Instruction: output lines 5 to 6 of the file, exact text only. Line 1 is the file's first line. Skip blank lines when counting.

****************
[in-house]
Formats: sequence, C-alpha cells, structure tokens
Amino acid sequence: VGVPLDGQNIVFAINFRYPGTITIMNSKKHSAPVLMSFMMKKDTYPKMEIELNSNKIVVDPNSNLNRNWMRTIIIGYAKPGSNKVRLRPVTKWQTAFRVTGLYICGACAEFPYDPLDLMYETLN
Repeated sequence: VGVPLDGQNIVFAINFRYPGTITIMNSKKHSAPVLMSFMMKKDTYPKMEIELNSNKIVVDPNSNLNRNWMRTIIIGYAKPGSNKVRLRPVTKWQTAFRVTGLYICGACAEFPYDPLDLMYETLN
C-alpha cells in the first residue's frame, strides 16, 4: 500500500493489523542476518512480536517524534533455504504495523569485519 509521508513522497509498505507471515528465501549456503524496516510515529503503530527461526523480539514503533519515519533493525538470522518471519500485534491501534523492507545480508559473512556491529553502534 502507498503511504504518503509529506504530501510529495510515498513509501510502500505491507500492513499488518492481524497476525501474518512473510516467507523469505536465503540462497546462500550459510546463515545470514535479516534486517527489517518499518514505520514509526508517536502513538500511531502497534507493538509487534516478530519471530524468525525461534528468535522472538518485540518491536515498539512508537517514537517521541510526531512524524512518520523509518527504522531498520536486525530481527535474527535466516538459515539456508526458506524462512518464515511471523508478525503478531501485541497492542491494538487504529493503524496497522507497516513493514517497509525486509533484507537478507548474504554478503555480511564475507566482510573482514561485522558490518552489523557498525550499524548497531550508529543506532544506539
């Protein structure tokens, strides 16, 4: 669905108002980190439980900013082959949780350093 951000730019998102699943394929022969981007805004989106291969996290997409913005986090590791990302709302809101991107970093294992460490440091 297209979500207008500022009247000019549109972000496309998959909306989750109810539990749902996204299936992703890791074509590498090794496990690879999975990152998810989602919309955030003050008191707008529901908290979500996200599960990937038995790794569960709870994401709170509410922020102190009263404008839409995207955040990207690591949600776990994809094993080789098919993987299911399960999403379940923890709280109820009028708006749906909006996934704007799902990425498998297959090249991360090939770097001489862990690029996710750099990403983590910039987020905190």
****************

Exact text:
C-alpha cells in the first residue's frame, strides 16, 4: 500500500493489523542476518512480536517524534533455504504495523569485519 509521508513522497509498505507471515528465501549456503524496516510515529503503530527461526523480539514503533519515519533493525538470522518471519500485534491501534523492507545480508559473512556491529553502534 502507498503511504504518503509529506504530501510529495510515498513509501510502500505491507500492513499488518492481524497476525501474518512473510516467507523469505536465503540462497546462500550459510546463515545470514535479516534486517527489517518499518514505520514509526508517536502513538500511531502497534507493538509487534516478530519471530524468525525461534528468535522472538518485540518491536515498539512508537517514537517521541510526531512524524512518520523509518527504522531498520536486525530481527535474527535466516538459515539456508526458506524462512518464515511471523508478525503478531501485541497492542491494538487504529493503524496497522507497516513493514517497509525486509533484507537478507548474504554478503555480511564475507566482510573482514561485522558490518552489523557498525550499524548497531550508529543506532544506539
């Protein structure tokens, strides 16, 4: 669905108002980190439980900013082959949780350093 951000730019998102699943394929022969981007805004989106291969996290997409913005986090590791990302709302809101991107970093294992460490440091 297209979500207008500022009247000019549109972000496309998959909306989750109810539990749902996204299936992703890791074509590498090794496990690879999975990152998810989602919309955030003050008191707008529901908290979500996200599960990937038995790794569960709870994401709170509410922020102190009263404008839409995207955040990207690591949600776990994809094993080789098919993987299911399960999403379940923890709280109820009028708006749906909006996934704007799902990425498998297959090249991360090939770097001489862990690029996710750099990403983590910039987020905190």